Buy Down the Debt Requirement for Your 1031 Exchange

Christopher Miller, MBA | Specialized Wealth Management
Originally Appeared in Apartment Management Magazine

Many of my readers are familiar with the “debt replacement requirement” in 1031 exchanges. To achieve a completely tax-deferred 1031 exchange, an investor must buy a replacement property using A. all of the equity he received from his sale and B. assume a loan of equal or greater value. So a landlord who sold a $1,000,000 apartment building and paid off a $250,000 loan must spent all of his $750,000 ($1 million – $250,000) of equity and assume a loan of at least $250,000 when buying his replacement property.

There are other ways to complete a 1031 exchange, and this article will discuss them. I often have clients who are selling properties with higher leverage amounts. Perhaps, for example, the sold that $1 million building but paid off a $750,000 loan – leaving them with $250,000 of equity and a 75% ($750,000 / $1,000,000) loan to value ratio, or LTV, to cover. Let’s review three potential solutions for this investor:

Solution 1: Find Another Highly Leveraged Property.

This investor can, of course, find another highly leverage property in order to complete his exchange. This would mean finding another $1 million property, putting $250,000 down and assuming a loan to complete the purchase and a completely tax-deferred exchange.

This investor may not be comfortable with this level of debt, or be able to arrange a loan with such a large LTV ratio. He has two more options to consider:

Solution 2: Exchange Into A Lower Leveraged Property To Defer As Much Tax As You Can, Pay Taxes On The Rest.

This investor may find a $750,000 property that he likes, and arrange a $500,000 loan to go with his $250,000 down payment for a more manageable 66% Loan to Value. This will create $250,000 of “debt boot,” ($750,000 loan needed – $500,000 loan received). He has deferred as much of the taxes as he can, and will just settle up the rest next year when he files his tax return. By doing this “partial exchange,” he’ll only need to pay 25% of the amount due had he not done an exchange at all.

Solution 3: Add Cash To “Buy Down” The Debt In Your 1031 Exchange.

My investors don’t like the idea of losing their hard-earned principal to taxes. Fortunately for us; there is another option that I call “buying down your debt.”

Investors can still achieve a completely taxdeferred exchange by adding cash to their exchange. In the above example, the $250,000 “boot” shortfall can be addressed by a supplement of “new cash.” Fortunately, due to the power of leverage, an investor need not pay that entire amount out of pocket.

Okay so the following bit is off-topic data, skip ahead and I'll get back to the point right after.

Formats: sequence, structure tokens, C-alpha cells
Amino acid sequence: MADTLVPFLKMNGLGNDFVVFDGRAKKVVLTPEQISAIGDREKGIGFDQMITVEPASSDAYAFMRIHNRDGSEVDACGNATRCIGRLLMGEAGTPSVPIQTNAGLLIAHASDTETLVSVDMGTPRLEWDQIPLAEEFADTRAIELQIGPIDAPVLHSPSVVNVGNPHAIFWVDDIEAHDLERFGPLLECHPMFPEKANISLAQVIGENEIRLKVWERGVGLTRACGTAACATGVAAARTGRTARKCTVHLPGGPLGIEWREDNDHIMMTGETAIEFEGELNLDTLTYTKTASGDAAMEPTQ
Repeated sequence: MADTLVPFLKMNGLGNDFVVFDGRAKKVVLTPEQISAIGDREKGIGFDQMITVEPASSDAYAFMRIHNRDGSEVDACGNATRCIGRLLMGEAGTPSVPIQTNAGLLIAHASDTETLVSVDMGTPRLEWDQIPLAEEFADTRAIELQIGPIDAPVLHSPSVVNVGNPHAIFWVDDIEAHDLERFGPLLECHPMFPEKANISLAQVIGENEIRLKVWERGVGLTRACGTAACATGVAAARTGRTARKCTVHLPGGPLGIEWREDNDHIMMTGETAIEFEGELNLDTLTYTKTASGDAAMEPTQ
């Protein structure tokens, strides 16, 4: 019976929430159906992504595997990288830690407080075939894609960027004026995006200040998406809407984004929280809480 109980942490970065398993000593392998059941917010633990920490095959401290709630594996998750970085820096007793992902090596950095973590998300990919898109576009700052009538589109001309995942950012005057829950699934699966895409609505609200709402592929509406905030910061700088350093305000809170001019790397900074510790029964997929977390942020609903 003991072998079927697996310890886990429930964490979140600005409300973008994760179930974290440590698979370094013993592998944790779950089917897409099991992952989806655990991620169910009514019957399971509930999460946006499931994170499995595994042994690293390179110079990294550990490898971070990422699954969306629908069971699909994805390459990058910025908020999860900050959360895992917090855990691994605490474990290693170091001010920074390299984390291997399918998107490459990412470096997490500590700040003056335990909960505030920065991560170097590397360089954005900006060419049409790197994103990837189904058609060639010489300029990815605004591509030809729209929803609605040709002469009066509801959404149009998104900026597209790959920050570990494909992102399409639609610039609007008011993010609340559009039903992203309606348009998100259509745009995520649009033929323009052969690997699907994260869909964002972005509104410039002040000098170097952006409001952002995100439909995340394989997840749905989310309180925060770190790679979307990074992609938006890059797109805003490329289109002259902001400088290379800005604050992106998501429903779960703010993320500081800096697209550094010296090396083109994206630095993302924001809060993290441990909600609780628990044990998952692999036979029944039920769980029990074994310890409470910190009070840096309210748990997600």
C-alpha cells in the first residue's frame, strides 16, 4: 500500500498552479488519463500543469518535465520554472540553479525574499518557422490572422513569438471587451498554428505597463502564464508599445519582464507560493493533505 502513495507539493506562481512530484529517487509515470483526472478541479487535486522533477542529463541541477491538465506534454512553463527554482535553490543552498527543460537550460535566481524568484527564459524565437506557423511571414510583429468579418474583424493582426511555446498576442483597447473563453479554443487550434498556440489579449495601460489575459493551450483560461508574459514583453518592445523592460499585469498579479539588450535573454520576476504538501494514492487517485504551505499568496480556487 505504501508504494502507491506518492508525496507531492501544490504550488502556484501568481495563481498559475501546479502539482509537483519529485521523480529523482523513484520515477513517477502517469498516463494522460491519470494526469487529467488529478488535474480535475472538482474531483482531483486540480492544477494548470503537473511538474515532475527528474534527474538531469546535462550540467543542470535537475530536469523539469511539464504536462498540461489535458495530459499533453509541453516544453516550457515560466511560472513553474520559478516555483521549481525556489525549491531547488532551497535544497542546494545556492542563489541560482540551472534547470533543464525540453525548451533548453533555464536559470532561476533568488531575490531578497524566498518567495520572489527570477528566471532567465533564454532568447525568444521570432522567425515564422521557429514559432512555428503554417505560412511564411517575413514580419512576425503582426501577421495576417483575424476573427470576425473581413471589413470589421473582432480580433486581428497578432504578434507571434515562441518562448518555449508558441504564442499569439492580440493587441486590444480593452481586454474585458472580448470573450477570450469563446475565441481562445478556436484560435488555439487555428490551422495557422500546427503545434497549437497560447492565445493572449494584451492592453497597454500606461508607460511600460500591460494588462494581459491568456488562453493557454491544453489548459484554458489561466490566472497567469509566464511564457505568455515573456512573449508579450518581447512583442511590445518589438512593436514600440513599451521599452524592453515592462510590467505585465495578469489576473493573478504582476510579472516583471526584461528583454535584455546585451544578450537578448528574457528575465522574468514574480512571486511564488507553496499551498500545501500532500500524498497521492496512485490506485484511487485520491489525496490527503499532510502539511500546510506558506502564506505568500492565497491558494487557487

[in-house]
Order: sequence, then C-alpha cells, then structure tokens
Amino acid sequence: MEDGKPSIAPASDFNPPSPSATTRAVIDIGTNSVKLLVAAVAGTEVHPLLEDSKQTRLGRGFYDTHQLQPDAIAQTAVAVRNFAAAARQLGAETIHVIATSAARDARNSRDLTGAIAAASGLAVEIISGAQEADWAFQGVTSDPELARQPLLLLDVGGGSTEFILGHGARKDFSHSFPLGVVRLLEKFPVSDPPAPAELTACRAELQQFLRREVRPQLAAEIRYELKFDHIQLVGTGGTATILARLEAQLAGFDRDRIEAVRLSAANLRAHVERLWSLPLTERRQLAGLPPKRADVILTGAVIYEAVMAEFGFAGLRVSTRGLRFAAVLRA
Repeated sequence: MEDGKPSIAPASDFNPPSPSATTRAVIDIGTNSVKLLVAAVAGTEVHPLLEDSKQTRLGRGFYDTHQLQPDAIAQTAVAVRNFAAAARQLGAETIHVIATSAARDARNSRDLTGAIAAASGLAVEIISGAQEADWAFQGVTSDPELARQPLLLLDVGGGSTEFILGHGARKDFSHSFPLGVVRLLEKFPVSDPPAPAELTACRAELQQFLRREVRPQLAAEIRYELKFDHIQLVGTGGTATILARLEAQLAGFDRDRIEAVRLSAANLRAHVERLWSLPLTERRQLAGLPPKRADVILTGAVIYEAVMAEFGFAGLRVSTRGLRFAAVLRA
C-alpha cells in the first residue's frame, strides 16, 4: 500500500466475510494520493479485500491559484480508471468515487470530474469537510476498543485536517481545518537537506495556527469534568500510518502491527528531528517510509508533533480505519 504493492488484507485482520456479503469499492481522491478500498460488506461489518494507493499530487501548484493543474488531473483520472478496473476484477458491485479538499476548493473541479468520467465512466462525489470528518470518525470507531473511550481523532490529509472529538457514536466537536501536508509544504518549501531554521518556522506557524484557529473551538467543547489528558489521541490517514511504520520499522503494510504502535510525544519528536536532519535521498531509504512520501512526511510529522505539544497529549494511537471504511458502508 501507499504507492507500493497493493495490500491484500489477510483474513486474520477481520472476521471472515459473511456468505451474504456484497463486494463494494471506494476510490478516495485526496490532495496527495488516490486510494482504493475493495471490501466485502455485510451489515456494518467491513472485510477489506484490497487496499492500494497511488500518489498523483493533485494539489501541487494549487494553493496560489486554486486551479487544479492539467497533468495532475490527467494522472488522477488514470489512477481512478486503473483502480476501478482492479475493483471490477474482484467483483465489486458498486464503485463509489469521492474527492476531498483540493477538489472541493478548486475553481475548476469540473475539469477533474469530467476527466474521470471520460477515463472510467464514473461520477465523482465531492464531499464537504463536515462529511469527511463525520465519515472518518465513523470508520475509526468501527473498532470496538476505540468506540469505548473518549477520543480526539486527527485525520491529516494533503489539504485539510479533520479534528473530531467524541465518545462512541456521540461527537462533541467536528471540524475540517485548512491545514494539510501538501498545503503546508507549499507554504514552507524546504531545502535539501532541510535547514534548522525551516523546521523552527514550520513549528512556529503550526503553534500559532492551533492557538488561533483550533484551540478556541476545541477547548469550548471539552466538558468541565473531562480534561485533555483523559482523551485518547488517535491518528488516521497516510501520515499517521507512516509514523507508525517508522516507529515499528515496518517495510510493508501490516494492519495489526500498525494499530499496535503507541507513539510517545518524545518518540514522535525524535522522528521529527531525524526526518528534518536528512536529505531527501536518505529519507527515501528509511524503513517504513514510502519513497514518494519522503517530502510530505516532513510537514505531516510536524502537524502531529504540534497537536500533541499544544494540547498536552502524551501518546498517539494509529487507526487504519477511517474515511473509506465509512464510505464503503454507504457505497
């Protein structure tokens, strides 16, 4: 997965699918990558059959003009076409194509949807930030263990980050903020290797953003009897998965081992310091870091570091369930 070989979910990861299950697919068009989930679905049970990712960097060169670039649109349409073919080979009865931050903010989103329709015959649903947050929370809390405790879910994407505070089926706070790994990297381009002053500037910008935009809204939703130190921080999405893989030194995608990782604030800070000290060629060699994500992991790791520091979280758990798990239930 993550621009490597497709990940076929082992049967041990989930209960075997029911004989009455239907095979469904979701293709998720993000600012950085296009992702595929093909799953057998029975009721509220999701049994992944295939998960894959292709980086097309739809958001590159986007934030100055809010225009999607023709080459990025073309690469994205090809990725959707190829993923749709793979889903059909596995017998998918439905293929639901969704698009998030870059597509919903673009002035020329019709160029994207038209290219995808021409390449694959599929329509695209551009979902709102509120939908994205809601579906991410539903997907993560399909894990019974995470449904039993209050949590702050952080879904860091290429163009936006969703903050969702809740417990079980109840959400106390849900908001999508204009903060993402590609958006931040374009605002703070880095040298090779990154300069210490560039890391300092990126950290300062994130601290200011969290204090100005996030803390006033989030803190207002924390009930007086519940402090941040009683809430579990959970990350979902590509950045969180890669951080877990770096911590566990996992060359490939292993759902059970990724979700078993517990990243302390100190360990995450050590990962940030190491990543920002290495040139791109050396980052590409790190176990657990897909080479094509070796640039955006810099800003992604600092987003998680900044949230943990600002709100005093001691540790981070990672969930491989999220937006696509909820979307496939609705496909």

Let’s say that our investor sold his $1,000,000 property, paid off his $750,000 loan, and is left with $250,000 of equity. He has found a $1 million replacement property and arranged a loan of $650,000, for a 65% LTV. Once he adds his $250,000 to the $650,000 loan, he’ll need to add $100,000 more of “fresh cash” to complete this exchange. This investor has successfully deferred all his taxes through a 1031 exchange, and used his $100,000 of extra equity to purchase $285,714 of additional property – for more potential income, growth, and tax savings through depreciation.

In our last example, the investor was able to “buy down” his potential $250,000 taxable debt boot by adding just $100,000 of fresh cash to his 1031 exchange. Depending on factors like where he lives and the amount of time he owned the property, the $100,000 could be close to the tax he would have owed from the partial exchange. Would you rather give your hard-earned money to the government or reinvest it?

I help my clients with their 1031 exchanges. If you have any questions, please call at (877) 313-1868.

This does not constitute an offer to buy or sell any security. Investments in securities are not suitable for all investors. Investment in any security may involve a high degree of risk and investors should review all “Risk Factors” before investing. Investors should perform their own due diligence before considering any investment. Past performance and/or forward looking statements are never an assurance of future results. Securities offered through Sandlapper Securities, LLC. Headquarters: 800 E. North Street, 2nd Floor, Greenville, SC Member FINRA/SIPC. Specialized Wealth Management is not affiliated with Sandlapper Securities, LLC. California Insurance License # 0I80282.

Christopher Miller is a Managing Director with Specialized Wealth Management and specializes in tax-advantaged investments including 1031 replacement properties. Chris' real estate experience includes work in commercial appraisal, in institutional acquisitions for a national real estate syndicator and as an advisor helping clients through over four hundred and seventy five 1031 Exchanges. Chris has been featured as an expert in several industry publications and on television and earned an undergraduate business degree and an MBA emphasizing Real Estate Finance from the University of Southern California. Chris began his real estate career in 1998. Call him toll-free at (877) 313–1868.